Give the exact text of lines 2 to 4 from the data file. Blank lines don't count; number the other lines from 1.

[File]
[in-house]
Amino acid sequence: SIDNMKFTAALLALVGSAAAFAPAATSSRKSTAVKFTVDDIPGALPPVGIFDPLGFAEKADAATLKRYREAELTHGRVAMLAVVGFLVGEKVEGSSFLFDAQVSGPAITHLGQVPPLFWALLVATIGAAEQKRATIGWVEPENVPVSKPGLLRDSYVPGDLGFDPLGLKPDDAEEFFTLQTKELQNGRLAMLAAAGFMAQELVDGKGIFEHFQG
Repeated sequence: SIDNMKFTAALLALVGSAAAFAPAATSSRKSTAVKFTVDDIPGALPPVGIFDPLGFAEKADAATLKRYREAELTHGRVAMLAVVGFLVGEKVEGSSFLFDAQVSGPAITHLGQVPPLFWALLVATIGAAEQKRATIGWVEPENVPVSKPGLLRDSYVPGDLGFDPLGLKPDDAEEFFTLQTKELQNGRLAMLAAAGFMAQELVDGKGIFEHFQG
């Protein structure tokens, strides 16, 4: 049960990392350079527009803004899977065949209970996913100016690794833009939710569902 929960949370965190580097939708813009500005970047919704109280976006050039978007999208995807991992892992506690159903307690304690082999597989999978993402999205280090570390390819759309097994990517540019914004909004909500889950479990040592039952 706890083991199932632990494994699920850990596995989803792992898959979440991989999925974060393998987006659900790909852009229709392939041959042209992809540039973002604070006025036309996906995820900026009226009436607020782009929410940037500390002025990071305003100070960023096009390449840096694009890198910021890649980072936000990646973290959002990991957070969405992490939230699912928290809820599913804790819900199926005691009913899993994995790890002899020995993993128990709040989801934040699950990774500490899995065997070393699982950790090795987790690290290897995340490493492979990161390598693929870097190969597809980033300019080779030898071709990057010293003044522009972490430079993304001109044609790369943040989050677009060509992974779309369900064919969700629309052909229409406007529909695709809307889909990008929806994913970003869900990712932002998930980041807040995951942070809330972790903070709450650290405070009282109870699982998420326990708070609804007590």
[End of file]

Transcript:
Amino acid sequence: SIDNMKFTAALLALVGSAAAFAPAATSSRKSTAVKFTVDDIPGALPPVGIFDPLGFAEKADAATLKRYREAELTHGRVAMLAVVGFLVGEKVEGSSFLFDAQVSGPAITHLGQVPPLFWALLVATIGAAEQKRATIGWVEPENVPVSKPGLLRDSYVPGDLGFDPLGLKPDDAEEFFTLQTKELQNGRLAMLAAAGFMAQELVDGKGIFEHFQG
Repeated sequence: SIDNMKFTAALLALVGSAAAFAPAATSSRKSTAVKFTVDDIPGALPPVGIFDPLGFAEKADAATLKRYREAELTHGRVAMLAVVGFLVGEKVEGSSFLFDAQVSGPAITHLGQVPPLFWALLVATIGAAEQKRATIGWVEPENVPVSKPGLLRDSYVPGDLGFDPLGLKPDDAEEFFTLQTKELQNGRLAMLAAAGFMAQELVDGKGIFEHFQG
């Protein structure tokens, strides 16, 4: 049960990392350079527009803004899977065949209970996913100016690794833009939710569902 929960949370965190580097939708813009500005970047919704109280976006050039978007999208995807991992892992506690159903307690304690082999597989999978993402999205280090570390390819759309097994990517540019914004909004909500889950479990040592039952 706890083991199932632990494994699920850990596995989803792992898959979440991989999925974060393998987006659900790909852009229709392939041959042209992809540039973002604070006025036309996906995820900026009226009436607020782009929410940037500390002025990071305003100070960023096009390449840096694009890198910021890649980072936000990646973290959002990991957070969405992490939230699912928290809820599913804790819900199926005691009913899993994995790890002899020995993993128990709040989801934040699950990774500490899995065997070393699982950790090795987790690290290897995340490493492979990161390598693929870097190969597809980033300019080779030898071709990057010293003044522009972490430079993304001109044609790369943040989050677009060509992974779309369900064919969700629309052909229409406007529909695709809307889909990008929806994913970003869900990712932002998930980041807040995951942070809330972790903070709450650290405070009282109870699982998420326990708070609804007590």